MetLife Foundation Award

Hopkins Police & Blake Road Community Collaborative Receive National Award

In September 2011, a Hopkins community-police partnership was recognized with a national MetLife Foundation Community-Police Partnership Award for innovative community safety efforts that have reduced crime, eliminated blight and renewed economic vitality in Hopkins neighborhoods. Hopkins was selected from among 700 applicants for one of 10 MetLife Foundation honors. The $20,000 award specifically recognizes the work of the Blake Road Community Collaborative and the Hopkins Police Department for their creative efforts to improve quality of life and bring together governmental and community organizations to address crime. “The Hopkins police department is very grateful for the collaboration and support of the community,” said Chief Michael J. Reynolds. “We look forward to continuing our proactive partnerships into the future. We are honored to receive this award from MetLife Foundation and LISC and look forward to sharing our strategies with others across the nation.”

About the Community-Police Partnership Award

The award is funded by MetLife Foundation which has long supported neighborhood-based efforts to tackle crime and improve safety and is administered by the Local Initiatives Support Corporation (LISC), whose national Community Safety Initiative promotes strategic community development and policing through creative partnerships. "Community safety is a key component to strong healthy neighborhoods and a higher community quality of life,” said Andriana K. Abariotes, Executive Director, Twin Cities LISC.  “We're thrilled that the Blake Road Collaborative and Hopkins Police Department are being recognized for their tremendous efforts to engage residents in improving their community."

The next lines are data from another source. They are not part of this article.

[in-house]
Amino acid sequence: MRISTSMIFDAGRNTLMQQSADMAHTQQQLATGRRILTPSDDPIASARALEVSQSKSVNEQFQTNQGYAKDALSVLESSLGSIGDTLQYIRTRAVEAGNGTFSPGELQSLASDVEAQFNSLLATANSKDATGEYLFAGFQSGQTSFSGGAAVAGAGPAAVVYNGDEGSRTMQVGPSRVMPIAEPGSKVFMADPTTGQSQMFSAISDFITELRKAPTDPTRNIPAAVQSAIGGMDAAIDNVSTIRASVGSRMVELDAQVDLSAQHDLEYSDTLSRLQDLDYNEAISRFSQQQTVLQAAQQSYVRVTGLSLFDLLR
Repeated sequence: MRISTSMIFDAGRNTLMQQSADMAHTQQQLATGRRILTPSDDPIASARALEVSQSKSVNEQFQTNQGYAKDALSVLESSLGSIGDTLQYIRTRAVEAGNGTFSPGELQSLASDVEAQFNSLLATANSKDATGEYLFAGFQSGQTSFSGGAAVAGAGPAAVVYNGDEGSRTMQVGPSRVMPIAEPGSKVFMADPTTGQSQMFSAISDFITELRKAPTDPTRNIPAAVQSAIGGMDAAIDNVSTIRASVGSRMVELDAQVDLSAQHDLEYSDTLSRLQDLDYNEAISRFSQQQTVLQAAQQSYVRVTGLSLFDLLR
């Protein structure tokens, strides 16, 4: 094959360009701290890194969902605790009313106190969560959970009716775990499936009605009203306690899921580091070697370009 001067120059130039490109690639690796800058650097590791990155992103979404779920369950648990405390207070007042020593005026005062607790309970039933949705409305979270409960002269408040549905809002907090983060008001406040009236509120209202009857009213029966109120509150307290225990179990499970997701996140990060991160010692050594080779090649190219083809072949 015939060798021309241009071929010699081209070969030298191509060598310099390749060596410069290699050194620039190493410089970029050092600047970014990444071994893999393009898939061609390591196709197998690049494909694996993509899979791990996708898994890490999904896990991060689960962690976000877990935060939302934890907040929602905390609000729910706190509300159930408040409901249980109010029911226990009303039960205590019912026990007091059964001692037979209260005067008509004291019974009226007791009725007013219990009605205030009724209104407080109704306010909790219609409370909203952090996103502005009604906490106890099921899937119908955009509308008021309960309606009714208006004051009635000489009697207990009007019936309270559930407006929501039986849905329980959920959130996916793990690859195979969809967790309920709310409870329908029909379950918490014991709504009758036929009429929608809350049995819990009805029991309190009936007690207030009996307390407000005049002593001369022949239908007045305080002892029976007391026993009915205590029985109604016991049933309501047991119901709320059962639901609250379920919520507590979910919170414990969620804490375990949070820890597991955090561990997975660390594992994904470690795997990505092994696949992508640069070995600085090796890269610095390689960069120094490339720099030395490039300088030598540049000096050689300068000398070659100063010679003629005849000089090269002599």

About the Blake Road Community Collaborative

The Blake Road Community Collaborative grew out of a need to revitalize the Blake Road Corridor in Hopkins, which was plagued by crime and disorder, an increasing number of foreclosed and vacant businesses and a desperate lack of residential hope. The police, in partnership with Resource West and ICA Foodshelf, talked with residents and business owners, conducted overtime patrol in the neighborhoods and met with housing inspectors to strengthen the property code for nuisance and disorderly behavior. Initially, communication presented itself as a major challenge, causing the collaborative to use creative approaches such as a new neighborhood blog to get the word out.

Improvements from the Blake Road Community Collaborative

Four Neighborhood Watch groups have since formed and Cottageville Park, once a haven for gang members and criminal activity, was taken back by neighbors. Business owners took part in the revitalization by helping with litter clean up and acting as a virtual Business Watch, alerting police when suspicious activity occurred. Overall, the 25% drop in crime has been significant, paving the way for new business activity in the community.